Sunday January 27
Rolex 24 at Daytona finish – 2:35pm ET (7:35pm GMT


Rolex 24 at Daytona - What to watch for

As with any 24-hour sports car race, it’s impossible to make any predictions or assertions too early given the event’s longevity.

The same will be true at Daytona. While there is a certain amount we can predict and be sure of, the result is definitely wide open.

Strategy will be key to success. You can expect the Prototype cars to make pit stops around every 45 minutes – more often for fuel than tyres – and occasional driver swaps, while the GT runners should be in around every hour. Depending how safety cars, full course cautions and weather play out, though, things may be shaken up.

The length of the race also means that teams can often get back in contention despite issues that would prove terminal in a sprint event. Many cars will be taken ‘behind the wall’ and back to the garages through the race when lengthier repairs are required.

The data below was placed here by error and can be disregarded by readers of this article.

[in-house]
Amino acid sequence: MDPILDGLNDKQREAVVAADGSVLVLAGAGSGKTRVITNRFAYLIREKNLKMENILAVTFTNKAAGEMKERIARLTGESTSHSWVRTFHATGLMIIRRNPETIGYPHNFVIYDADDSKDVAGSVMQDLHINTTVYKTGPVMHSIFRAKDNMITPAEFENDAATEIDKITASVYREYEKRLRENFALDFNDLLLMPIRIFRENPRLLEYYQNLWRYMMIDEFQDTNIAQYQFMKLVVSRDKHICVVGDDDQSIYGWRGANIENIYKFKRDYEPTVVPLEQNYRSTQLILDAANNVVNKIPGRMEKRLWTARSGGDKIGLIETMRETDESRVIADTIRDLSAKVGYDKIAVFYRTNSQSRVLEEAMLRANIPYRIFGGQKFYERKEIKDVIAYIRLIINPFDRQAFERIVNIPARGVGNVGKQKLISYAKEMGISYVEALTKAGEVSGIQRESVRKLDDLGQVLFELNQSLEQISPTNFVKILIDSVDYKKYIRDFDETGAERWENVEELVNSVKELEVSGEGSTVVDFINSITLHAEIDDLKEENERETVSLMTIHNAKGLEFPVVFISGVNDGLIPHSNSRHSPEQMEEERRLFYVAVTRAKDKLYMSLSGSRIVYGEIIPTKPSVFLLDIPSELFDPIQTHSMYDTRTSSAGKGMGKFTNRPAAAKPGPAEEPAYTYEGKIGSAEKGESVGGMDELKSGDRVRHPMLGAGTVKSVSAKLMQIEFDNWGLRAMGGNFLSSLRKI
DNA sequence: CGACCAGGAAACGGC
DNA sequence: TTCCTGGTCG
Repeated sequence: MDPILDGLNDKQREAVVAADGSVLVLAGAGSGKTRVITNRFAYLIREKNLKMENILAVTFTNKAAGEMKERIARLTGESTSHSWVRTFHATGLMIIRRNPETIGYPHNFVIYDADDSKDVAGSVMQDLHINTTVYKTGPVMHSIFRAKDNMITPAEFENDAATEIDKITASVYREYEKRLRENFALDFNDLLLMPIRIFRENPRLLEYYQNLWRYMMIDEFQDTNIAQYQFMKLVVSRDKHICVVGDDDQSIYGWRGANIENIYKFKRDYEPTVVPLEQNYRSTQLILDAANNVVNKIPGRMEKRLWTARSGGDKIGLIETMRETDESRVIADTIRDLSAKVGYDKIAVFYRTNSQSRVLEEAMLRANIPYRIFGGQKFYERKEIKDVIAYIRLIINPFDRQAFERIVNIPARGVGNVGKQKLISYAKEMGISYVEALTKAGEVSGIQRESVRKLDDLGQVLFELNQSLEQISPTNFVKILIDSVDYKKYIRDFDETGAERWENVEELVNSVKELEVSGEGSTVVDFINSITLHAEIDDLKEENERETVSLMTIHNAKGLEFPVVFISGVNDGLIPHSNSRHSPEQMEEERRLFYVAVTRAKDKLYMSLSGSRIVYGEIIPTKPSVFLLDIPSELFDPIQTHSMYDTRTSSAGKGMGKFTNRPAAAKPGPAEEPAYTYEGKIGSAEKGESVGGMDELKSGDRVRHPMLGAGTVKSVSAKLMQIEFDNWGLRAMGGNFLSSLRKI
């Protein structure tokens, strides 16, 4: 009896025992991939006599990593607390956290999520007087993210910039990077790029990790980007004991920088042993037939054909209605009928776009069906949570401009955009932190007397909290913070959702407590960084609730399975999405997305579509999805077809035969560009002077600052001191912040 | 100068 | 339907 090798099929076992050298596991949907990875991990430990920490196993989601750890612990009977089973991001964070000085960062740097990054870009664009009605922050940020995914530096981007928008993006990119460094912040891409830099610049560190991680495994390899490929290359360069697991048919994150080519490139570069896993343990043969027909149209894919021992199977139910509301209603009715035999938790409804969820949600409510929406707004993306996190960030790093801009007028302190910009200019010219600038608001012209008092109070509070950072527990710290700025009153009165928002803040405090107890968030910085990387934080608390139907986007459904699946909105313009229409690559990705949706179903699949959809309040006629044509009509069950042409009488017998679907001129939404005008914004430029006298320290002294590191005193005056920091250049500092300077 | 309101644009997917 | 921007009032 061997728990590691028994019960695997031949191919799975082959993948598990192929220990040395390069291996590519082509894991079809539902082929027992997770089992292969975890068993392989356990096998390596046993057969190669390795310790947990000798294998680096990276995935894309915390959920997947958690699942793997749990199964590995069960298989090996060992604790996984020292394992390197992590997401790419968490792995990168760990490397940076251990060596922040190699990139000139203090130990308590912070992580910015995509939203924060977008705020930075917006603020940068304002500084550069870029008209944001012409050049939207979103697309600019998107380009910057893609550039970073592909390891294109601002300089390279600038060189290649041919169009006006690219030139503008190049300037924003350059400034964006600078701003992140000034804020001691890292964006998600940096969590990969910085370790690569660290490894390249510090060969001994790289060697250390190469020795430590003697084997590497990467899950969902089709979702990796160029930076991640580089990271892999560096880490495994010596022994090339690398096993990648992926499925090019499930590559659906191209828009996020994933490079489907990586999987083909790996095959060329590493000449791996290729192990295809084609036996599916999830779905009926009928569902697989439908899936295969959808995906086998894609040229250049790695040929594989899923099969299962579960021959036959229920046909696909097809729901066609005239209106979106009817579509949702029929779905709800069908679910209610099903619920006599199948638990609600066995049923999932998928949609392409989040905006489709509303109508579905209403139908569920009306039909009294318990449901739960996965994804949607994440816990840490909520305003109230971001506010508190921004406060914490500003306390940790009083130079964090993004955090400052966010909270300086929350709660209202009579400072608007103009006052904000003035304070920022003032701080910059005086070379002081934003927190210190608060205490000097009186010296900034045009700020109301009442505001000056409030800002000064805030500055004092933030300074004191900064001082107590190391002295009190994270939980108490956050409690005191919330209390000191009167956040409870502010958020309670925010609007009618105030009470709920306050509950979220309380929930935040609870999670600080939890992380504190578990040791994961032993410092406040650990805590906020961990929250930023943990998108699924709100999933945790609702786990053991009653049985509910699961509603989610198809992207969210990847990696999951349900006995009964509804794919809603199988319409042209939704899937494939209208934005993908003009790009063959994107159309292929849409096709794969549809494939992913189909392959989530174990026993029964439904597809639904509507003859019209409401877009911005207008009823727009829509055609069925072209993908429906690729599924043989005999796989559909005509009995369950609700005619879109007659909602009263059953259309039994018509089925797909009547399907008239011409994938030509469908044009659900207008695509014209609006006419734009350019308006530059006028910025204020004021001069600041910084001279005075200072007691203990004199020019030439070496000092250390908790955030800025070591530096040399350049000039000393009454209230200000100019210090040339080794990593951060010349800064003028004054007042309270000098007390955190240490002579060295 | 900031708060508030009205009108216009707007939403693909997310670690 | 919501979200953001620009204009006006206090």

The best rule of thumb drivers have at Daytona is to simply make sure that you are in the mix come the final hour – and from there it is flat out!

While last year’s race was won by more than a minute, the 2017 edition went down to the final lap. Arguably the most dramatic moment in recent Daytona history came in 2016, when the two Corvettes were separated by just 0.034 seconds after 24 hours of frantic racing.

Can Fernando Alonso begin his life after full-time racing in Formula 1 in style by winning Daytona at the second attempt? Or will teams such as Penske, Action Express and Team Joest deny Wayne Taylor Racing a third Daytona win?

Stay tuned to throughout this week for all the latest coverage of the Rolex 24 at Daytona, including news, analysis and features.

This feature originally appeared on in January 2018, and has been updated ahead of the 2019 race.